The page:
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Author Topic: Please explain "TCCR1B |= (1 << CS12);"  (Read 1677 times)
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I realize that this code sets the bit called CS12 in the TCCR1B register.

But I can't find any explanation of why it is coded like that. I would expect the << operator to shift all of the bits in the register to the left but clearly that doesn't happen here.

Perhaps someone can explain it.

...R
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The (1<<CS12) creates a temporary operand that contains a 1 in the CS12 position. That temporary is then ORed with the TCCR1B variable(register) setting the CS12 bit and leaving the rest of TCCR1B alone.
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KeithRB is correct, but here's a step by step breakdown in case you wanted more detail:

CS12 has a value of 2 since it represents bit 2 of the TCCR1B register. 
(1 << CS12) takes the value 1 (0b00000001) and shifts it left 2 times to get (0b00000100).
The order of operations dictates that things in () happen first, so this is done before the "|=" is evaluated.
So now we get TCCR1B |= 0b00000100, which is the same as TCCR1B = TCCR1B | 0b00000100.
Since "|" is "OR", all the bits other than CS12 in TCCR1B are unaffected.

You can do this exact same thing with any of these:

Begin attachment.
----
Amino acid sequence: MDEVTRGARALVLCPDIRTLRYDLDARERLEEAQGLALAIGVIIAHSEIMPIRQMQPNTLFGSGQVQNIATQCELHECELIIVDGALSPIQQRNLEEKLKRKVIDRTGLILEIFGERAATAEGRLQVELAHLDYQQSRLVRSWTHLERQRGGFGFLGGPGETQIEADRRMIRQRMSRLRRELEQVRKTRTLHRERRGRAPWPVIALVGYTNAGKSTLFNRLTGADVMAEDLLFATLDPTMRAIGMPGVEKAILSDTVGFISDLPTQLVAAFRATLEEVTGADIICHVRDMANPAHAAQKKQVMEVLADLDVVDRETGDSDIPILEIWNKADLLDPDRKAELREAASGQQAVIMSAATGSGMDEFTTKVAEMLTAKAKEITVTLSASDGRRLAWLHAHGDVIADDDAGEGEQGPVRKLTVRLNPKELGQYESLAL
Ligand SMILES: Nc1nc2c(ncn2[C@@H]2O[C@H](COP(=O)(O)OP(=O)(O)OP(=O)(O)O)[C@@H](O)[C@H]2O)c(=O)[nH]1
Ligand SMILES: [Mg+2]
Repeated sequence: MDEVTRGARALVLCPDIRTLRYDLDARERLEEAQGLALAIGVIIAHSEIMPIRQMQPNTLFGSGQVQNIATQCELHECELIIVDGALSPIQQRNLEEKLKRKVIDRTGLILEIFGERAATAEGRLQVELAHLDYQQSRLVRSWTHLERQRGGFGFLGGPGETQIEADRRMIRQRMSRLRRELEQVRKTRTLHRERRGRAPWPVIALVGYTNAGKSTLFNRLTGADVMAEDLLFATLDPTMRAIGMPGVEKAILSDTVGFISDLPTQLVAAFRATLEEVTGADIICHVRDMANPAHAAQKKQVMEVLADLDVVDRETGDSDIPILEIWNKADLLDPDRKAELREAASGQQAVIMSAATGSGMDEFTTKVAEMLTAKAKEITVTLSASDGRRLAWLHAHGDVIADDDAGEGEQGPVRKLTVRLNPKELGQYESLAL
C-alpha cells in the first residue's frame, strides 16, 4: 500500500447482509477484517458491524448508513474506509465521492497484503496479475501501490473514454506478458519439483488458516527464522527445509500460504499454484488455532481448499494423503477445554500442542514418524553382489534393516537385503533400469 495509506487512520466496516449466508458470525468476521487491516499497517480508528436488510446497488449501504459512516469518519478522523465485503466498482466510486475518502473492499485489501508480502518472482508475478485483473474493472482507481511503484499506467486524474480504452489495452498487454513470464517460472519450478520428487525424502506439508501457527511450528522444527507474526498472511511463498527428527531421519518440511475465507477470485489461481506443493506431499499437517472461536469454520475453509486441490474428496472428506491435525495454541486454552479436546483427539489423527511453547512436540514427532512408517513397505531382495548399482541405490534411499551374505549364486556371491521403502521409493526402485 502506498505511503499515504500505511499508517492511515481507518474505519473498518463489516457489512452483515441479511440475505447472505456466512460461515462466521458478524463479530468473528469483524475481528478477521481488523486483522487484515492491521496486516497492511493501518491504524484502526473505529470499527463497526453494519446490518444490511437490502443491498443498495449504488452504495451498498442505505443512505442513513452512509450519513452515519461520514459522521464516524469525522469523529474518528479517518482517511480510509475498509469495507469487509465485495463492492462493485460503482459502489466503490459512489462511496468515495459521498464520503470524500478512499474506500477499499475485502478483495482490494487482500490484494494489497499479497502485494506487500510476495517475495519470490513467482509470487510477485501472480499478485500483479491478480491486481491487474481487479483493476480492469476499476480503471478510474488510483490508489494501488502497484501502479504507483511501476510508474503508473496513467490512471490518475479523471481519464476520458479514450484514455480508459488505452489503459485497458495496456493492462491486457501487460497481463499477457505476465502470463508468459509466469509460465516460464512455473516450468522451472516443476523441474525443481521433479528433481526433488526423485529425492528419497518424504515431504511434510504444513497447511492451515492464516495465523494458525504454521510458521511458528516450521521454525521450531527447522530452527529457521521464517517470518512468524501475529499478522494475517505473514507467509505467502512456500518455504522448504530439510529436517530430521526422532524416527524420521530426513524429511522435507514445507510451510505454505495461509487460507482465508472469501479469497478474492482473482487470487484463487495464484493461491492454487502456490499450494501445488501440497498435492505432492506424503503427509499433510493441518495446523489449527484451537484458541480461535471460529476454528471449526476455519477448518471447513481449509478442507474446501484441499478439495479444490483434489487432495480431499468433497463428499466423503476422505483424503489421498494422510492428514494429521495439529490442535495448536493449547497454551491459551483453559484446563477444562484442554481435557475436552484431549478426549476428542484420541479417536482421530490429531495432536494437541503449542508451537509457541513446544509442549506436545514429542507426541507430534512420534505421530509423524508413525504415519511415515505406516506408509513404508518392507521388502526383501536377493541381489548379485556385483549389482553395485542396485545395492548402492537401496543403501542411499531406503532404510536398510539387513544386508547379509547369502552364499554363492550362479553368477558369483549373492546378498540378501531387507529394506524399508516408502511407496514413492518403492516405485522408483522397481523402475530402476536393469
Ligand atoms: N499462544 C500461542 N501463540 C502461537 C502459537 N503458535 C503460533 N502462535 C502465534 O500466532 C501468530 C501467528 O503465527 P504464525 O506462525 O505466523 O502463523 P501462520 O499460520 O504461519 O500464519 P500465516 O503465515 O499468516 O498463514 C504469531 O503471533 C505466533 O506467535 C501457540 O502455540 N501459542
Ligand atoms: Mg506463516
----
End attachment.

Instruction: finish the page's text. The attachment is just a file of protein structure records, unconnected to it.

Code:
bitSet(TCCR1B, CS12);
TCCR1B |= _BV(CS12);
TCCR1B |= bit(CS12);

I think TCCR1B |= CS12; would work as well, but it's not good practice and may throw a warning.
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Thank you for the comprehensive explanation and you also answered my follow-up question

...R

KeithRB is correct, but here's a step by step breakdown in case you wanted more detail:

CS12 has a value of 2 since it represents bit 2 of the TCCR1B register. 
(1 << CS12) takes the value 1 (0b00000001) and shifts it left 2 times to get (0b00000100).
The order of operations dictates that things in () happen first, so this is done before the "|=" is evaluated.
So now we get TCCR1B |= 0b00000100, which is the same as TCCR1B = TCCR1B | 0b00000100.
Since "|" is "OR", all the bits other than CS12 in TCCR1B are unaffected.

You can do this exact same thing with any of these:
Code:
bitSet(TCCR1B, CS12);
TCCR1B |= _BV(CS12);
TCCR1B |= bit(CS12);

I think TCCR1B |= CS12; would work as well, but it's not good practice and may throw a warning.
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CS12 is a bit position - a number - not a mask. If it for example, '3', it has the binary value of 0b11, and if you or *that* with TCCR1B, you will not get the same as the original expression, i.e., CS12 != (1<<CS12) .
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